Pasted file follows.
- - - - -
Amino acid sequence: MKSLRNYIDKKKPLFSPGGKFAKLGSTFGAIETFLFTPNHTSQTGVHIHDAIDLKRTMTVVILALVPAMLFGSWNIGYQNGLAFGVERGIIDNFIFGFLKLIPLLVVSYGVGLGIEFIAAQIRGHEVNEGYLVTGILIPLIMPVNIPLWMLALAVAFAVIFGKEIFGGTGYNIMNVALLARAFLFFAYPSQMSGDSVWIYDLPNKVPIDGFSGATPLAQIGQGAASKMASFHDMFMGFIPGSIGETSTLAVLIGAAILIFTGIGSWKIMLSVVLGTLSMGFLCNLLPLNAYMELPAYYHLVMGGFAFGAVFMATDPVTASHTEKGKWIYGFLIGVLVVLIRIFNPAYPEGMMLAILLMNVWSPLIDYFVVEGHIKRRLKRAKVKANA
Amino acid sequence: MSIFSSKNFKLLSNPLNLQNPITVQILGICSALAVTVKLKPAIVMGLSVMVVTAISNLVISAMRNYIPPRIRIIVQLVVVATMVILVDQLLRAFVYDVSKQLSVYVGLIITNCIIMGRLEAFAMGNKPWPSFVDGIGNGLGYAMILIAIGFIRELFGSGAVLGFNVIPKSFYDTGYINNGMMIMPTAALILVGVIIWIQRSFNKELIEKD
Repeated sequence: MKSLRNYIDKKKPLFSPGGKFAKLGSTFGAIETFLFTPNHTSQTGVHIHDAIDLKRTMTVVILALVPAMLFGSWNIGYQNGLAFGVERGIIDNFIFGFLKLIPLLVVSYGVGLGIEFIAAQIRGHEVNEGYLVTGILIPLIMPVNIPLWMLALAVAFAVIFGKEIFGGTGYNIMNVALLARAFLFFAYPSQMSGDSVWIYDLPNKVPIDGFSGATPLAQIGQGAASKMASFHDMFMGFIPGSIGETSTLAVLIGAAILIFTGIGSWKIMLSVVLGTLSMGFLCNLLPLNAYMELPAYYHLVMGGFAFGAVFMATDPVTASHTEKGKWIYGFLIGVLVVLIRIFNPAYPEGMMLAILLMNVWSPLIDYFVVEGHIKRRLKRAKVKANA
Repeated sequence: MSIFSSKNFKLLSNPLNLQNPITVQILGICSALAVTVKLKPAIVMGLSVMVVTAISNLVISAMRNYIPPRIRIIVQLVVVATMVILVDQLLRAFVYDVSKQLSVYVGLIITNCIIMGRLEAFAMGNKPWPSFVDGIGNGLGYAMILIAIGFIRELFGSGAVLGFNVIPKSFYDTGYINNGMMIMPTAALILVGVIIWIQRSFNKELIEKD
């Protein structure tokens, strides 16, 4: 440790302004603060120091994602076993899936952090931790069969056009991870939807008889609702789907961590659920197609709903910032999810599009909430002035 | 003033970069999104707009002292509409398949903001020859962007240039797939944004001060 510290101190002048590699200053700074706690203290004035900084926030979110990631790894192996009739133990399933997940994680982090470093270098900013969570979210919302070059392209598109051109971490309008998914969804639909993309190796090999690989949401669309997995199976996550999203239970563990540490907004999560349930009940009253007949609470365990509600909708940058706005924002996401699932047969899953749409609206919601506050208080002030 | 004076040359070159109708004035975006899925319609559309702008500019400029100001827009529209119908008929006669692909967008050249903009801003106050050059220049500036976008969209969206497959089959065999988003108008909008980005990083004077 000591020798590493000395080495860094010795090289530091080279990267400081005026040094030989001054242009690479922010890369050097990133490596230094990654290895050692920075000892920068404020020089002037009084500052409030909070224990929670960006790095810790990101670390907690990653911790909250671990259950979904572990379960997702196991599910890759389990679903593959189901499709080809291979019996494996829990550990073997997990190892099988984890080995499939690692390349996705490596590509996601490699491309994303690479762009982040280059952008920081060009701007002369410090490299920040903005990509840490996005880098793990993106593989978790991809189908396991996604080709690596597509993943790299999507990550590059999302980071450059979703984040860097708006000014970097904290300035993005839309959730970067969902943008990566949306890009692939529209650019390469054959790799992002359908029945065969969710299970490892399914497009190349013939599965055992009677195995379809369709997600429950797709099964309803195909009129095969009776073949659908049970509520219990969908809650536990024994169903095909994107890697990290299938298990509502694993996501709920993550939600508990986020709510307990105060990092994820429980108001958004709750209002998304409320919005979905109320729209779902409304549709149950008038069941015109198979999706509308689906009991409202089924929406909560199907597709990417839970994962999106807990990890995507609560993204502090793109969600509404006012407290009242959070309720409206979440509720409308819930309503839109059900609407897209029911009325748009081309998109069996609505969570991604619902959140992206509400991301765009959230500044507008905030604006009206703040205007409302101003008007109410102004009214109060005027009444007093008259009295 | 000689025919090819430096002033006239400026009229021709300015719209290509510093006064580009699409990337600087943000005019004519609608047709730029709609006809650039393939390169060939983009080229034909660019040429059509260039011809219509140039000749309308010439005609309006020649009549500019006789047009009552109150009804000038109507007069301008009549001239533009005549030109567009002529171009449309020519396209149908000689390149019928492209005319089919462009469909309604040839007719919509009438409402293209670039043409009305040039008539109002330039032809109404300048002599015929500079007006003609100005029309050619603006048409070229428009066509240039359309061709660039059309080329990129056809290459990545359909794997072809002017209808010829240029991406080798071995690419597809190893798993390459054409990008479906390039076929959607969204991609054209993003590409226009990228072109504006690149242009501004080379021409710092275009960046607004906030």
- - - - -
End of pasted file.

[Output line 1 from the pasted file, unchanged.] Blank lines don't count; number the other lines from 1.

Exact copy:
Amino acid sequence: MKSLRNYIDKKKPLFSPGGKFAKLGSTFGAIETFLFTPNHTSQTGVHIHDAIDLKRTMTVVILALVPAMLFGSWNIGYQNGLAFGVERGIIDNFIFGFLKLIPLLVVSYGVGLGIEFIAAQIRGHEVNEGYLVTGILIPLIMPVNIPLWMLALAVAFAVIFGKEIFGGTGYNIMNVALLARAFLFFAYPSQMSGDSVWIYDLPNKVPIDGFSGATPLAQIGQGAASKMASFHDMFMGFIPGSIGETSTLAVLIGAAILIFTGIGSWKIMLSVVLGTLSMGFLCNLLPLNAYMELPAYYHLVMGGFAFGAVFMATDPVTASHTEKGKWIYGFLIGVLVVLIRIFNPAYPEGMMLAILLMNVWSPLIDYFVVEGHIKRRLKRAKVKANA